Mini bonds deliver higher risks with yields

It's certainly a cost-effective way for companies to raise funds but how good an investment is it?

Investors in mini bonds should be aware of the risks

Mini bonds deliver higher risks with yields

Mini bonds deliver higher risks with yields

Mini bonds have been much in the news recently with lots of publicity surrounding the launch of a mini bond for a Mexican restaurant chain through equity crowdfunder Crowdcube. Yet, mini bonds do carry risks that investors need to be aware of.

Mexican restaurant chain Chilango is raising £1m with a mini bond offering investors 8% a year over the four-year term. The minimum investment is £500 and to make the offer slightly tastier anyone who invests £10,000 or more will be entitled to one burrito a week for the life of the bond.

A mini bond is an unlisted bond usually issued by companies directly to their customers and the general public. John Lewis, The Jockey Club, Hotel Chocolat, Ecotricity and Good Energy are some of the well-known UK brands that have successfully issued mini-bonds.

Capita Registrars estimate that the value of the mini-bond industry will rise to £8 billion by 2017 (from just under £90 million in 2012).

Crowdcube’s bond team have advised on many of these mini-bonds and are responsible for over half of the total funds generated by mini-bonds in the UK. This has included companies such as Ecotricity, Good Energy and Mr and Mrs Smith.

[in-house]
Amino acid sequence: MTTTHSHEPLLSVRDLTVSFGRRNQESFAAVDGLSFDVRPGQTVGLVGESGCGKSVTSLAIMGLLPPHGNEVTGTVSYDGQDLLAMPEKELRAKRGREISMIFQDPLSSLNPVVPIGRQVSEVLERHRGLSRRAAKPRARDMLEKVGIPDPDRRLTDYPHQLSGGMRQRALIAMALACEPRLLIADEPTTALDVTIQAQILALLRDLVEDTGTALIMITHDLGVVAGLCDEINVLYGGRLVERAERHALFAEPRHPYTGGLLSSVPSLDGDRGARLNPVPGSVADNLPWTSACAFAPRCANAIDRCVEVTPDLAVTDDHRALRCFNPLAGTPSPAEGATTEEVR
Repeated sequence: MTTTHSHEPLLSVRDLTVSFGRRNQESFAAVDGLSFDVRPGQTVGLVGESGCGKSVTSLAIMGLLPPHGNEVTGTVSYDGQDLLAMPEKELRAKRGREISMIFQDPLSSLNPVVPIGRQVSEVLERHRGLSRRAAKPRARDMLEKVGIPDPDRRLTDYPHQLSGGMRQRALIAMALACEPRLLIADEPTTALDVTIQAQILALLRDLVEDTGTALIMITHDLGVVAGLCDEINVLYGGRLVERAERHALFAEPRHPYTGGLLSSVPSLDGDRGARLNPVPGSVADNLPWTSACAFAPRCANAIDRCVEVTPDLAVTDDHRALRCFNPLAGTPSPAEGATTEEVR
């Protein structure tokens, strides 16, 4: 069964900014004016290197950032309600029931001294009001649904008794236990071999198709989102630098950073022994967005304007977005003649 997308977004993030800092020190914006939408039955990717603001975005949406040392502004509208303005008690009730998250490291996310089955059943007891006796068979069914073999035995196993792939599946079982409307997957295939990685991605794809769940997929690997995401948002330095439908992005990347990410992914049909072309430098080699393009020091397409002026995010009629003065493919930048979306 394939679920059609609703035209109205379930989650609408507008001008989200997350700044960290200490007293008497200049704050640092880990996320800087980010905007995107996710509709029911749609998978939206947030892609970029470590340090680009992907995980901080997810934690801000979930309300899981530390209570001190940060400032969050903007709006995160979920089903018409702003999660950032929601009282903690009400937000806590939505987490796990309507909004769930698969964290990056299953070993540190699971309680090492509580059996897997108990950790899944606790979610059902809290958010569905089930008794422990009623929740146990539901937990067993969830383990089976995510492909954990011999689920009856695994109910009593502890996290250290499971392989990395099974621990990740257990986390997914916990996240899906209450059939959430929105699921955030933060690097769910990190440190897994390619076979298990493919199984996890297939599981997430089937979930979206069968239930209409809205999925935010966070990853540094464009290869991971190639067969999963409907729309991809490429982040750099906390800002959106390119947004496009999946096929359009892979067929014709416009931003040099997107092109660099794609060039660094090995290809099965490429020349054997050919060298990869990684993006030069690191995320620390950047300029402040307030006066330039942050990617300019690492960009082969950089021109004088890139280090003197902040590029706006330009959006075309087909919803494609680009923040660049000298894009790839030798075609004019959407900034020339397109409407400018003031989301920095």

It’s certainly a cost-effective way for companies to raise funds but how good an investment is it?

It obviously depends on the specific investment.

Certainly, mini bonds generally offer yield in a financial environment where bank interest rates are very low.

The risks

However, they are also quite high risk investments. As a spokesperson for the Financial Conduct Authority explained, “higher yield does tend to correlate to higher risk.”

With mini bonds the risks come in several ways. The most obvious risk is that if a company hits financial difficulties and defaults on payments, mini-bonds are not covered by the Financial Services Compensation Act. Moreover, if the company goes bust you’ll lose your capital since as an ‘unsecured’ creditor you’ll be way down the list in terms of creditors.

Another drawback is that there is no secondary market for them, which means they are much less liquid than a conventional bond in a listed company. They are also non-convertible so you can’t take shares in the company and enjoy the upside if the venture you’re investing in is a success.

Buying the debt of a single, unlisted company is what you’re effectively doing when buying a mini bond. You therefore need to decide how sound the company’s prospects are before you invest.

Editorial Note: This content has been independently collected by the EveryInvestor advisor team and is offered on a non-advised basis. EveryInvestor may earn a commission on sales made from partner links on this page, but that doesn’t affect our editors’ opinions or evaluations. Learn more about our editorial guidelines.
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